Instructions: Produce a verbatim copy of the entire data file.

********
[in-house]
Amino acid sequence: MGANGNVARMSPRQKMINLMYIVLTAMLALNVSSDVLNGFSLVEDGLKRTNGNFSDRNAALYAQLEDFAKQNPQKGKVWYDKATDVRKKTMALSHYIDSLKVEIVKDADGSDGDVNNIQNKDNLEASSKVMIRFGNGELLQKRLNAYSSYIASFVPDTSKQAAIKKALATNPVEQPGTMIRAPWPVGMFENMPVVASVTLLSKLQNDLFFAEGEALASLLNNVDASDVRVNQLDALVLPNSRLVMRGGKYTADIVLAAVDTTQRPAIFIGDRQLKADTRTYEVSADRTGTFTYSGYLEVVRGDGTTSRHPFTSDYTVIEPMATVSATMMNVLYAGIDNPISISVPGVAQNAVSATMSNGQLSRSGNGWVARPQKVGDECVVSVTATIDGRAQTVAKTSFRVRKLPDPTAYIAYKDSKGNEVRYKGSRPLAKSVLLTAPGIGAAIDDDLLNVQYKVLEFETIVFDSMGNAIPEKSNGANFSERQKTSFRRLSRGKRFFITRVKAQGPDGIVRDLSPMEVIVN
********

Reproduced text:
[in-house]
Amino acid sequence: MGANGNVARMSPRQKMINLMYIVLTAMLALNVSSDVLNGFSLVEDGLKRTNGNFSDRNAALYAQLEDFAKQNPQKGKVWYDKATDVRKKTMALSHYIDSLKVEIVKDADGSDGDVNNIQNKDNLEASSKVMIRFGNGELLQKRLNAYSSYIASFVPDTSKQAAIKKALATNPVEQPGTMIRAPWPVGMFENMPVVASVTLLSKLQNDLFFAEGEALASLLNNVDASDVRVNQLDALVLPNSRLVMRGGKYTADIVLAAVDTTQRPAIFIGDRQLKADTRTYEVSADRTGTFTYSGYLEVVRGDGTTSRHPFTSDYTVIEPMATVSATMMNVLYAGIDNPISISVPGVAQNAVSATMSNGQLSRSGNGWVARPQKVGDECVVSVTATIDGRAQTVAKTSFRVRKLPDPTAYIAYKDSKGNEVRYKGSRPLAKSVLLTAPGIGAAIDDDLLNVQYKVLEFETIVFDSMGNAIPEKSNGANFSERQKTSFRRLSRGKRFFITRVKAQGPDGIVRDLSPMEVIVN